In his quest for truth, he studied all the major world religions at university, which helped him narrow down his search to Christianity and, specifically, Catholicism. He was living in two worlds for a while – going to church each Sunday, yet still being content with who he was before his reversion.
Another piece of the puzzle was making genuine friendships. In his last year of university, he got involved with a campus ministry called Catholic Christian Outreach. He took a six-week discovery faith study which is based on a clear and concise presentation of the gospel message, the kerygma.
“I joke and call it my safe space on campus. It’s where I could go and be with these like-minded people,” said Ponte. “The friendships I have now are so much more authentic. They were all superficial before. Everyone is presenting themselves, so they are well-liked and popular. It was refreshing to go to CCO and be myself and be accepted for that.”
As a child, he’d always been drawn to service professions: police officer, firefighter, soldier. At 16, he joined the army reserves.
“Through my study of Catholicism, I was really attracted to the role of the priest in the community — what he does, what he offers to the people…this life of service.
“During the course of university, I asked what’s the best way to be of service to God and his people. I took that to prayer and it kept coming back – priesthood, priesthood, maybe you’re called to the priesthood.”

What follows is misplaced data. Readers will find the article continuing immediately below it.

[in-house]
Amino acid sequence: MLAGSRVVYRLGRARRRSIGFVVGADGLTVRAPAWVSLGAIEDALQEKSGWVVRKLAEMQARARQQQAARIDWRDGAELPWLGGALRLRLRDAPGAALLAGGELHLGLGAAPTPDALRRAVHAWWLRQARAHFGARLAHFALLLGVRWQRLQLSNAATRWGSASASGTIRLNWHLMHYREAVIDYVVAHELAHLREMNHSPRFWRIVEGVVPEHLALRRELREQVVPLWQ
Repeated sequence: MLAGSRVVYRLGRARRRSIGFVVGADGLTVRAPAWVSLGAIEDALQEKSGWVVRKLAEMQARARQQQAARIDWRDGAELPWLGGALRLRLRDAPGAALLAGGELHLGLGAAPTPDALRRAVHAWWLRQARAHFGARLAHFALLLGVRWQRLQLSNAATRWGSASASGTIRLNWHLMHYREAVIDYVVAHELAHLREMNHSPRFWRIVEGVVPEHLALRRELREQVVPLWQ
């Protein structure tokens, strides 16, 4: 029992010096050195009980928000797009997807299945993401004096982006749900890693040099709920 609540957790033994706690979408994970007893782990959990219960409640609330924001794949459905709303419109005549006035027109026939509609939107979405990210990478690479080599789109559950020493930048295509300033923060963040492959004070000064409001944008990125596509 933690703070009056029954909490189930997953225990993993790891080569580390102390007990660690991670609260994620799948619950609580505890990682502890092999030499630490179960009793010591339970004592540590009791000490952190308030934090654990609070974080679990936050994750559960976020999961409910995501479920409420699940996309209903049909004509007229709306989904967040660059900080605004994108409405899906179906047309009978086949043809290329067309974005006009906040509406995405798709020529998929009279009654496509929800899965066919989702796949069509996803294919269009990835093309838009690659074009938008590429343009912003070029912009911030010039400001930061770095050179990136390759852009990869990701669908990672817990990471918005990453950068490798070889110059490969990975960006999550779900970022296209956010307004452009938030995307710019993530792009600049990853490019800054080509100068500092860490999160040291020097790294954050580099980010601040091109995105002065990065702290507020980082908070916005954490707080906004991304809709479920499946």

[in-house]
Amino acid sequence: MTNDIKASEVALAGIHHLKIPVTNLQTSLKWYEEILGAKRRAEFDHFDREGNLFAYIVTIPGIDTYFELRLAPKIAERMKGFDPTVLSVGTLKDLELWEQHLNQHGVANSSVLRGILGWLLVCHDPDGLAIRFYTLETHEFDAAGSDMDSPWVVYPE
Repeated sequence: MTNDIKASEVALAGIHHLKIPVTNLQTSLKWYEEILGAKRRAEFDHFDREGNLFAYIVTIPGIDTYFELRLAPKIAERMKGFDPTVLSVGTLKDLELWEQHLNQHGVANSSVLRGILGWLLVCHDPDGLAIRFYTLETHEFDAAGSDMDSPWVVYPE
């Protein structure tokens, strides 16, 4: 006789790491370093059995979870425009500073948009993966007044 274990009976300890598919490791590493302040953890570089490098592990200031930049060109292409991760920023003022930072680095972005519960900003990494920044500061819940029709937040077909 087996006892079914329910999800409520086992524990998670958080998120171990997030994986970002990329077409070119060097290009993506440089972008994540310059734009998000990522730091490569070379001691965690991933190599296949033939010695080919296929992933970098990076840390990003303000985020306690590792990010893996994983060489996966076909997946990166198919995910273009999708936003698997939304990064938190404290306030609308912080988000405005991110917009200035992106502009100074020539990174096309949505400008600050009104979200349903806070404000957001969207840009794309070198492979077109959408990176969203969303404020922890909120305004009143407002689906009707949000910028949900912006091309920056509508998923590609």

But Ponte dismissed the idea, thinking he was too new to the faith and too terrible a sinner. This thinking changed over a cup of coffee with the former associate pastor of St. Michael’s. Ponte shared his story with Fr. Cristino Bouvette and they began meeting regularly for spiritual direction.
When Ponte realized he may, in fact, have a calling to the priesthood and wanted to pursue it, his parents were initially concerned. Bouvette met Ponte’s parents on a few occasions and he was quick to put their minds at ease.
“He said my parents felt the same way, you are not the first people who have had their son go off to seminary and you won’t be the last. There are ways to cope, I suppose…it was a tough experience to go through for a few months, but we are stronger as a family now.”
The bonds Ponte has made during his first year of seminary with the 15 other seminarians from across Western Canada has a family-like quality.
“It can be hard to get along with everybody when you are with the same people 24/7, but we all get along really well. We address each other as brothers now.”
Ponte has a few words of advice for young people: “Don’t be afraid to take a leap. If you feel a door is being opened to you, you owe it to yourself to at least step in and look around.”
He also has some advice for St. Michael’s parishioners and Catholics in general: “Don’t be afraid to encourage young men and women to explore the possibility of religious life. I think that was beneficial to me. I wish I would have heard it earlier.”